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nj's Artist Statement

I identify as an interdisciplinary writer and poet. 

My practice explores the human journey of learning to live as a mind inside of a body and how we are all on our own paths of figuring out how to navigate this mind boggling thing called life.

I let my inner child play with different forms and mediums in which I choose to deliver my writing. As a writer at an art school, I’ve been allowed to explore this idea of words being more than just text and am able to play around with how I want my writing and poetry represented, whether that be through physically through installation pieces and collages or playing with how the text lays on the page with different forms of poetry.

​In my work, I draw a lot on the relationship between the body and mind, and how that relationship is impacted when brought up against outside forces, whether that be familial relationships, mental health issues, dating in the twenty-first century, and political issues and identities. As someone who doesn’t always feel at home in their body because of depression, anxiety, ADHD, and being a black queer woman in America, I have this oftentimes overlooked perspective of what living in a body can look like. I imbed these themes in my fiction, nonfiction and poetry.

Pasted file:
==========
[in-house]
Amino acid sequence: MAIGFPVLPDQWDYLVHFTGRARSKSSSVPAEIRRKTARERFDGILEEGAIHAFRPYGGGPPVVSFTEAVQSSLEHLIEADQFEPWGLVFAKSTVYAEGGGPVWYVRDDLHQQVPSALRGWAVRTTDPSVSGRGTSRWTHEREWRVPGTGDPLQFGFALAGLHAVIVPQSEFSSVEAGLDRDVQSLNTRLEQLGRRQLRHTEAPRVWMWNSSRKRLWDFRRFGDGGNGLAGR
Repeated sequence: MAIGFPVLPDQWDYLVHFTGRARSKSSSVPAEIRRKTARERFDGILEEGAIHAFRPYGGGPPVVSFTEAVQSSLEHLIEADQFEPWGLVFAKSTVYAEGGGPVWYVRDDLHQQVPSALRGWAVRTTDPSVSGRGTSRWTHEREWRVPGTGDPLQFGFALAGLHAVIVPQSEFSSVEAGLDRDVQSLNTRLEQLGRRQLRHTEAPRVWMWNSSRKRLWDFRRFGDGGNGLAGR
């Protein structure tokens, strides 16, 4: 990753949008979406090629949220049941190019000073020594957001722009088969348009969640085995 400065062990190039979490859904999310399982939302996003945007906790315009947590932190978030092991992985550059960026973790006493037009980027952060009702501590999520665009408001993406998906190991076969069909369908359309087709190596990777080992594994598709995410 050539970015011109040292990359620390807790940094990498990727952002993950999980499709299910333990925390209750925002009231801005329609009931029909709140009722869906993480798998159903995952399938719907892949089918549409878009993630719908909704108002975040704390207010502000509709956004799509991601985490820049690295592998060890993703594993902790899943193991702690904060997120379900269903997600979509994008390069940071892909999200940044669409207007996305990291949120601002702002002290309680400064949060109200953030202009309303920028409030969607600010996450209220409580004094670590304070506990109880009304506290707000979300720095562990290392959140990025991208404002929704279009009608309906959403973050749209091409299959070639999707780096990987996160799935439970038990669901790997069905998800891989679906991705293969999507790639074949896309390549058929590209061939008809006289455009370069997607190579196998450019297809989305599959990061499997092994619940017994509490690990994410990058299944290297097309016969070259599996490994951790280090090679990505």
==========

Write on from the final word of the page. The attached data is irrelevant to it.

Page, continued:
I also consider my Instagram feed as an extension of my practice because of the energy and care I’ve taken to consider its aesthetic. I use it not only as a place to share my work and my journey but to cultivate a community of writers who share each other’s work and to find resources for writing. I take inspiration from other creators like @hxneyscribbles @authordani @so_many_ocs and so many more. 

I use the digital platform to show and uplift the beauty of blackness and black women. Growing up, I didn’t see a lot of black women being celebrated — I saw boxes and restrictions placed on them and, in turn, myself. I used to hate myself and felt I was ugly because the media I was consuming couldn’t affirm my blackness. Now there is a new importance placed on diversity. My younger sister gets to grow up and see black women being uplifted. And even the blackness being shown is diverse – there’s black women with different hairstyles, different body types, different skin tones. There’s so much more out there and I use my platform to honor and celebrate that. I also platform the use of mask wearing on my platform. Mask wearing has become a political sign of community care as well as a way to mitigate the risk of COVID and as that is a big part of my practice and my work, I wanted to make sure it is something visible visually as well.


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